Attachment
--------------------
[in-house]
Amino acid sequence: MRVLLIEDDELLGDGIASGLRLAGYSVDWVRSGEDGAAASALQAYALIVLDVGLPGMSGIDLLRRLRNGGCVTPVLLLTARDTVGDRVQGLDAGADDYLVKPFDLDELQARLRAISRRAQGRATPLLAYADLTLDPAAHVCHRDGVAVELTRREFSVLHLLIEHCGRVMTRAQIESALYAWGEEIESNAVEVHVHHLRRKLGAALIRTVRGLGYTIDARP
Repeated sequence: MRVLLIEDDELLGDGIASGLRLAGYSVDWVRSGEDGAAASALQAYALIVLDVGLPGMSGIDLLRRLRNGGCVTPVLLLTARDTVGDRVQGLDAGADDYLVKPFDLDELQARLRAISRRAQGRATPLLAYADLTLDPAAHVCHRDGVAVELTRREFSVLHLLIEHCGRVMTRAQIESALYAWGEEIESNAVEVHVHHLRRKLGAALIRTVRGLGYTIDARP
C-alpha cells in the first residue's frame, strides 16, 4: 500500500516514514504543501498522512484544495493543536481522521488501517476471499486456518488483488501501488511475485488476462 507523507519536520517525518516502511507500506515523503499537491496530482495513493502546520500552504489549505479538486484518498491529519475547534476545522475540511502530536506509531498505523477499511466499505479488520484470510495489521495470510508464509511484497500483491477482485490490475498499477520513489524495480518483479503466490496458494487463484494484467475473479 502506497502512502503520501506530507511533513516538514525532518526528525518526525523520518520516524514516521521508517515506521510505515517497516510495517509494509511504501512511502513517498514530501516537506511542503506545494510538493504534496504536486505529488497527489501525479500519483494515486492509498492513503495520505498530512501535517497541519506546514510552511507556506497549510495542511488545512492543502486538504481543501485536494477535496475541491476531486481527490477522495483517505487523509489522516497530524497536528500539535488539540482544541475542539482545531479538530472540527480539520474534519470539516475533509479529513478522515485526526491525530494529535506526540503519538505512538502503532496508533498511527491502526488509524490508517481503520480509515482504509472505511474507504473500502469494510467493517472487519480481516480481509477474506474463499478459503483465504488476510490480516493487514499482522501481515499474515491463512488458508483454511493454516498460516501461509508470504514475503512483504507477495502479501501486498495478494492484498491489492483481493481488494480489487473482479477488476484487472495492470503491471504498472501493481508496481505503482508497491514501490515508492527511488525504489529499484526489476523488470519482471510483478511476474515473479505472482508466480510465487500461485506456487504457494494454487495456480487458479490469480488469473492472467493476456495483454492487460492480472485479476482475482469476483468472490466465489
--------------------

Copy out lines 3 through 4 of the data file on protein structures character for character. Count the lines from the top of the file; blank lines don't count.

Repeated sequence: MRVLLIEDDELLGDGIASGLRLAGYSVDWVRSGEDGAAASALQAYALIVLDVGLPGMSGIDLLRRLRNGGCVTPVLLLTARDTVGDRVQGLDAGADDYLVKPFDLDELQARLRAISRRAQGRATPLLAYADLTLDPAAHVCHRDGVAVELTRREFSVLHLLIEHCGRVMTRAQIESALYAWGEEIESNAVEVHVHHLRRKLGAALIRTVRGLGYTIDARP
C-alpha cells in the first residue's frame, strides 16, 4: 500500500516514514504543501498522512484544495493543536481522521488501517476471499486456518488483488501501488511475485488476462 507523507519536520517525518516502511507500506515523503499537491496530482495513493502546520500552504489549505479538486484518498491529519475547534476545522475540511502530536506509531498505523477499511466499505479488520484470510495489521495470510508464509511484497500483491477482485490490475498499477520513489524495480518483479503466490496458494487463484494484467475473479 502506497502512502503520501506530507511533513516538514525532518526528525518526525523520518520516524514516521521508517515506521510505515517497516510495517509494509511504501512511502513517498514530501516537506511542503506545494510538493504534496504536486505529488497527489501525479500519483494515486492509498492513503495520505498530512501535517497541519506546514510552511507556506497549510495542511488545512492543502486538504481543501485536494477535496475541491476531486481527490477522495483517505487523509489522516497530524497536528500539535488539540482544541475542539482545531479538530472540527480539520474534519470539516475533509479529513478522515485526526491525530494529535506526540503519538505512538502503532496508533498511527491502526488509524490508517481503520480509515482504509472505511474507504473500502469494510467493517472487519480481516480481509477474506474463499478459503483465504488476510490480516493487514499482522501481515499474515491463512488458508483454511493454516498460516501461509508470504514475503512483504507477495502479501501486498495478494492484498491489492483481493481488494480489487473482479477488476484487472495492470503491471504498472501493481508496481505503482508497491514501490515508492527511488525504489529499484526489476523488470519482471510483478511476474515473479505472482508466480510465487500461485506456487504457494494454487495456480487458479490469480488469473492472467493476456495483454492487460492480472485479476482475482469476483468472490466465489